The President of the United States went on television to urge peace and calm, an obligatory pre-riot oration that stretches back at least to the days of Lyndon Johnson, but even The First Black President had no more success in the effort than any of his predecessors. This time around the speech told the rioters that their anger was “an understandable reaction” given that they claim to believe “the law is being applied in a discriminatory fashion,” and the president explained to all those weren’t rioting that “We need to understand them,” and such sympathetic rhetoric followed the sending of those emissaries to the funeral of man who had tried to kill a cop and his Attorney General’s admonition to the surviving officers not to react too harshly to any rioting and looting and arson and gunfire that might follow a grand jury decision that was not to the mob’s liking, but it seems not to have soothed any of the savage breasts in Ferguson.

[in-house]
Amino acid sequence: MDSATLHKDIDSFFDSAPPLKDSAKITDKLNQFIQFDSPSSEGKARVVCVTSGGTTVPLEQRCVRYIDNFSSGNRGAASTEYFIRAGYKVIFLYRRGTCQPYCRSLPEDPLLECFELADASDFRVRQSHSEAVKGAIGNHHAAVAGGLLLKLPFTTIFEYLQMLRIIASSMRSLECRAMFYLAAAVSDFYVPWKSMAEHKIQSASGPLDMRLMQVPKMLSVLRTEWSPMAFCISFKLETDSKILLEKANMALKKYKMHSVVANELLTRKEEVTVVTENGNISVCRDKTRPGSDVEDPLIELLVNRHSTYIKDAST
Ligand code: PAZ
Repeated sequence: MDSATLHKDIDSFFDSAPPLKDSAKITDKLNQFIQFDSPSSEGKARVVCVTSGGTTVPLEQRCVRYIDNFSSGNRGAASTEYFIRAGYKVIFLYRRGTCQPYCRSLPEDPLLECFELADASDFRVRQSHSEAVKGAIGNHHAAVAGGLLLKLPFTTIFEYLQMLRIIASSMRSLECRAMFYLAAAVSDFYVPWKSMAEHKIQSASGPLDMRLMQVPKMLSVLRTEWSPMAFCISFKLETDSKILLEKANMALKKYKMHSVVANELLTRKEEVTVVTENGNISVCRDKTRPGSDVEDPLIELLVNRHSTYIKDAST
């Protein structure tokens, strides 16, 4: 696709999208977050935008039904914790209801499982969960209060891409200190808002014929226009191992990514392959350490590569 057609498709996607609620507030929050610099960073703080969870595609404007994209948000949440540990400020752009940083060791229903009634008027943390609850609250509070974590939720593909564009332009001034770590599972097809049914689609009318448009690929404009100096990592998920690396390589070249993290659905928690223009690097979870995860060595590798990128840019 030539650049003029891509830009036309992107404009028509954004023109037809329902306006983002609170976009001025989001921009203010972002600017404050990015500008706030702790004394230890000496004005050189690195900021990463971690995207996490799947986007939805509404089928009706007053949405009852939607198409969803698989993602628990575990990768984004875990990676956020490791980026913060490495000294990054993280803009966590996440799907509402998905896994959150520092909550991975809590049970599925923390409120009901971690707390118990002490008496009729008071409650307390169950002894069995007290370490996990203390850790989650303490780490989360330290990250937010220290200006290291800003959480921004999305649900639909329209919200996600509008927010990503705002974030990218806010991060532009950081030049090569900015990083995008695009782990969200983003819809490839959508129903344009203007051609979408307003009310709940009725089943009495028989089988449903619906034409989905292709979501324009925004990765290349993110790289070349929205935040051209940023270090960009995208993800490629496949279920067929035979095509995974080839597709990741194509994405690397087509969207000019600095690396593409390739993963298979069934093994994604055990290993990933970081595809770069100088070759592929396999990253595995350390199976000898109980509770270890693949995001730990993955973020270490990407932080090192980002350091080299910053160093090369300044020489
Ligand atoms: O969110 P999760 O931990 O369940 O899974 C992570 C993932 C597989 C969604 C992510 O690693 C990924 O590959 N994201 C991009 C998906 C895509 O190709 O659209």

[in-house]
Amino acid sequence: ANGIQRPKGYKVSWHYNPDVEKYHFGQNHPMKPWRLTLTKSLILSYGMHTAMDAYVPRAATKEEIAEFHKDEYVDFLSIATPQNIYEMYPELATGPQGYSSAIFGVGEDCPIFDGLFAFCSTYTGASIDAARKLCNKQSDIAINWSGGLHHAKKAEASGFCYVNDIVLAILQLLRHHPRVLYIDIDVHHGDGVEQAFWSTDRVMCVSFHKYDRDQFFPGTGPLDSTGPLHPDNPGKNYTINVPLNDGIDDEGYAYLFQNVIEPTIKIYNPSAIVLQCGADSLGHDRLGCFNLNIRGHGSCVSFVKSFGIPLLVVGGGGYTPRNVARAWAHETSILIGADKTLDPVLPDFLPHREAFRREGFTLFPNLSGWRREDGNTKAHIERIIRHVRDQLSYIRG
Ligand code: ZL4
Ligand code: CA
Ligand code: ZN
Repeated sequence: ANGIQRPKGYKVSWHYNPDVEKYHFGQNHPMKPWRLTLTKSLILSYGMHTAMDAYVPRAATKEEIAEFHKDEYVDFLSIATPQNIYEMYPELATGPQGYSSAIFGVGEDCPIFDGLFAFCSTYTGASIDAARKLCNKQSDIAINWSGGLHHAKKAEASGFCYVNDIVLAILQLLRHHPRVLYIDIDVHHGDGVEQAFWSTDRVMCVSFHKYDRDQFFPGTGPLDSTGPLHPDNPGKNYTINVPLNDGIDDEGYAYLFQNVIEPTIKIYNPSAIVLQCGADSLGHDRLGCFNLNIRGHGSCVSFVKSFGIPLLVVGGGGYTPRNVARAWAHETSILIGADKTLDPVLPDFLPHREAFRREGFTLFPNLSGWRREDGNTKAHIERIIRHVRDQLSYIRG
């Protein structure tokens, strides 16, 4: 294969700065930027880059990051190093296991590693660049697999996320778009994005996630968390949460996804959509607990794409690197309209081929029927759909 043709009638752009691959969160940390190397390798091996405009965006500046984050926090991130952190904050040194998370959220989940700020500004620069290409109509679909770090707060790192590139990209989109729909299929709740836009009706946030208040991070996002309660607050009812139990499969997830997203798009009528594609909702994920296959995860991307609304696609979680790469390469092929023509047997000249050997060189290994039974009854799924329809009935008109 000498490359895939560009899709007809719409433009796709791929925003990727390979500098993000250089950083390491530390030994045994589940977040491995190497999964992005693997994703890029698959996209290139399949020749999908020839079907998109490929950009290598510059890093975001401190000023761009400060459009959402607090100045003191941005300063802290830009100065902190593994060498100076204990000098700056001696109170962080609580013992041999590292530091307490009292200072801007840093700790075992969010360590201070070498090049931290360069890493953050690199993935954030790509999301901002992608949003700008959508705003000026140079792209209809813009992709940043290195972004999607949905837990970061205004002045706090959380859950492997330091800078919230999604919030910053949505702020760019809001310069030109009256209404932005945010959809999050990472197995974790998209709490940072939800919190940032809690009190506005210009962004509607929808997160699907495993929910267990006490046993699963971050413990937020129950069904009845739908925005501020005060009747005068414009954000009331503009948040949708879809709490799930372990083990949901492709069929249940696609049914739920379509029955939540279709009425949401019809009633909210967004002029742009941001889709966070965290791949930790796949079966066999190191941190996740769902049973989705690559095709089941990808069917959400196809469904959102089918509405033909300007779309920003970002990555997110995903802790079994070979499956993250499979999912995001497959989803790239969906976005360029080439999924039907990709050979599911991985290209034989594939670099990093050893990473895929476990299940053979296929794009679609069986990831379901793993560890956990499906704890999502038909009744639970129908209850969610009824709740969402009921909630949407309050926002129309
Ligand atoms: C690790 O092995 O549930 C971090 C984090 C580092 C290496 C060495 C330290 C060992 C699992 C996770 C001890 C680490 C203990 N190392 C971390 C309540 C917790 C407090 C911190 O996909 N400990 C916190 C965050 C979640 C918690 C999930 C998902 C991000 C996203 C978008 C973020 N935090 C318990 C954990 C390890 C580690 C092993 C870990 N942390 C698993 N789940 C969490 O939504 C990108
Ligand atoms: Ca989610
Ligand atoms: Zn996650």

Perhaps a more forceful address emphasizing the eyewitness testimony and physical evidence that corroborated the officer’s account and the always far-fetched nature of that story about a cop gunning down an innocent teenager in the street would have been more effective, especially coming from The First Black President who had promised a gullible electorate that he had overcome his racial animosities and would teach the rest of the country to do the same, but by now no one expected that. The president’s party tried to use the Ferguson tragedy to energize black voters in southern states where the Senate and House races were thought to be close, warning black voters that a Republican victory would mean more innocent black teenagers being gunned down for no reason other than racial animus by white cops, and it continues to see political opportunity in the racial anger that is so starkly on display in Ferguson. The left also has an emotional investment in that story about white cops gunning down black teenagers, too, and eyewitness testimony and physical evidence cannot shake not its faith in its moral superiors over such brutes.